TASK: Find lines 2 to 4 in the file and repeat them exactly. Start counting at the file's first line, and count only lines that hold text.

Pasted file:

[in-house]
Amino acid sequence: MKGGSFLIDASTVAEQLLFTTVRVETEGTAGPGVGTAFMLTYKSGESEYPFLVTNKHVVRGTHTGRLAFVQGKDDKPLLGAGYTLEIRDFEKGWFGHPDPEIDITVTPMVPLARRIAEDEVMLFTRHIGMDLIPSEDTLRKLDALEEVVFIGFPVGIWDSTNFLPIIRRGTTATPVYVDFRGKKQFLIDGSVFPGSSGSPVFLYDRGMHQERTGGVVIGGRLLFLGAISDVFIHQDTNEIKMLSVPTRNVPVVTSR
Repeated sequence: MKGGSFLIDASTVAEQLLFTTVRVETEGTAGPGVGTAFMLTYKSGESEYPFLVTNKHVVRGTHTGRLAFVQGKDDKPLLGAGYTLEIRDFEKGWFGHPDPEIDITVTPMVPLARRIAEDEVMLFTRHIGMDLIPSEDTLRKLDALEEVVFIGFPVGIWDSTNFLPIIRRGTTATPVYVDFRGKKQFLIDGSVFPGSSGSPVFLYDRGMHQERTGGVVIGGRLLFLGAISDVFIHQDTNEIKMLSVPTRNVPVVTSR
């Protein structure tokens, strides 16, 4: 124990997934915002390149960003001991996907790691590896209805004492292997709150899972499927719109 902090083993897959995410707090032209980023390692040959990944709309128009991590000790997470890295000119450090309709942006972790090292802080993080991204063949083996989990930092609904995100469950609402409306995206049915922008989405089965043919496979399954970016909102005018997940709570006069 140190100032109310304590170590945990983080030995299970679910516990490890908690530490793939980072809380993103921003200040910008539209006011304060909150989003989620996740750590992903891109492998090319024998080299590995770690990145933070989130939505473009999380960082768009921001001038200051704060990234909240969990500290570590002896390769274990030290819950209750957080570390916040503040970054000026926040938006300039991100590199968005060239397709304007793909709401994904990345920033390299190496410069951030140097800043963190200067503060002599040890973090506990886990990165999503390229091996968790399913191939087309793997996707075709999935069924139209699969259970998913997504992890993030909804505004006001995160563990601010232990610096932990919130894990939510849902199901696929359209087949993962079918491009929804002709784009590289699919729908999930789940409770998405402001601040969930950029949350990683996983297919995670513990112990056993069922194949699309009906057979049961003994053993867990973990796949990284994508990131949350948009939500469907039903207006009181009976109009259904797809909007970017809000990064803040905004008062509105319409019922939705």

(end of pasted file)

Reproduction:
Amino acid sequence: MKGGSFLIDASTVAEQLLFTTVRVETEGTAGPGVGTAFMLTYKSGESEYPFLVTNKHVVRGTHTGRLAFVQGKDDKPLLGAGYTLEIRDFEKGWFGHPDPEIDITVTPMVPLARRIAEDEVMLFTRHIGMDLIPSEDTLRKLDALEEVVFIGFPVGIWDSTNFLPIIRRGTTATPVYVDFRGKKQFLIDGSVFPGSSGSPVFLYDRGMHQERTGGVVIGGRLLFLGAISDVFIHQDTNEIKMLSVPTRNVPVVTSR
Repeated sequence: MKGGSFLIDASTVAEQLLFTTVRVETEGTAGPGVGTAFMLTYKSGESEYPFLVTNKHVVRGTHTGRLAFVQGKDDKPLLGAGYTLEIRDFEKGWFGHPDPEIDITVTPMVPLARRIAEDEVMLFTRHIGMDLIPSEDTLRKLDALEEVVFIGFPVGIWDSTNFLPIIRRGTTATPVYVDFRGKKQFLIDGSVFPGSSGSPVFLYDRGMHQERTGGVVIGGRLLFLGAISDVFIHQDTNEIKMLSVPTRNVPVVTSR
């Protein structure tokens, strides 16, 4: 124990997934915002390149960003001991996907790691590896209805004492292997709150899972499927719109 902090083993897959995410707090032209980023390692040959990944709309128009991590000790997470890295000119450090309709942006972790090292802080993080991204063949083996989990930092609904995100469950609402409306995206049915922008989405089965043919496979399954970016909102005018997940709570006069 140190100032109310304590170590945990983080030995299970679910516990490890908690530490793939980072809380993103921003200040910008539209006011304060909150989003989620996740750590992903891109492998090319024998080299590995770690990145933070989130939505473009999380960082768009921001001038200051704060990234909240969990500290570590002896390769274990030290819950209750957080570390916040503040970054000026926040938006300039991100590199968005060239397709304007793909709401994904990345920033390299190496410069951030140097800043963190200067503060002599040890973090506990886990990165999503390229091996968790399913191939087309793997996707075709999935069924139209699969259970998913997504992890993030909804505004006001995160563990601010232990610096932990919130894990939510849902199901696929359209087949993962079918491009929804002709784009590289699919729908999930789940409770998405402001601040969930950029949350990683996983297919995670513990112990056993069922194949699309009906057979049961003994053993867990973990796949990284994508990131949350948009939500469907039903207006009181009976109009259904797809909007970017809000990064803040905004008062509105319409019922939705």